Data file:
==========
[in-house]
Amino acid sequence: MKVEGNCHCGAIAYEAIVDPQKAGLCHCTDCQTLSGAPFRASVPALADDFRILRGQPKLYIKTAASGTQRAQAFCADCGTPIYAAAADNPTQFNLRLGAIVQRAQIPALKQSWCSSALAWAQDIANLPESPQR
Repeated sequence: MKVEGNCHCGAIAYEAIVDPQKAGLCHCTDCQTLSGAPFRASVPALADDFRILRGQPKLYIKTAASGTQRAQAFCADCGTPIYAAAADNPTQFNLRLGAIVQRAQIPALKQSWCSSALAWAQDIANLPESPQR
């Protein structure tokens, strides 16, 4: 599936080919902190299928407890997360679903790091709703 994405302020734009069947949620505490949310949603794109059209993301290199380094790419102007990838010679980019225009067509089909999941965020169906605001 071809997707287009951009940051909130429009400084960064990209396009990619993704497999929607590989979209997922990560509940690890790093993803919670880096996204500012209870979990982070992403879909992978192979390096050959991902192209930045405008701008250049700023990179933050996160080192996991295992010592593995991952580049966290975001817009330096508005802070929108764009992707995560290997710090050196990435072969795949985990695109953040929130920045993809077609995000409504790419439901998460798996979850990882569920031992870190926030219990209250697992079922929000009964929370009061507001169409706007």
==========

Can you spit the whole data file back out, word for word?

[in-house]
Amino acid sequence: MKVEGNCHCGAIAYEAIVDPQKAGLCHCTDCQTLSGAPFRASVPALADDFRILRGQPKLYIKTAASGTQRAQAFCADCGTPIYAAAADNPTQFNLRLGAIVQRAQIPALKQSWCSSALAWAQDIANLPESPQR
Repeated sequence: MKVEGNCHCGAIAYEAIVDPQKAGLCHCTDCQTLSGAPFRASVPALADDFRILRGQPKLYIKTAASGTQRAQAFCADCGTPIYAAAADNPTQFNLRLGAIVQRAQIPALKQSWCSSALAWAQDIANLPESPQR
């Protein structure tokens, strides 16, 4: 599936080919902190299928407890997360679903790091709703 994405302020734009069947949620505490949310949603794109059209993301290199380094790419102007990838010679980019225009067509089909999941965020169906605001 071809997707287009951009940051909130429009400084960064990209396009990619993704497999929607590989979209997922990560509940690890790093993803919670880096996204500012209870979990982070992403879909992978192979390096050959991902192209930045405008701008250049700023990179933050996160080192996991295992010592593995991952580049966290975001817009330096508005802070929108764009992707995560290997710090050196990435072969795949985990695109953040929130920045993809077609995000409504790419439901998460798996979850990882569920031992870190926030219990209250697992079922929000009964929370009061507001169409706007």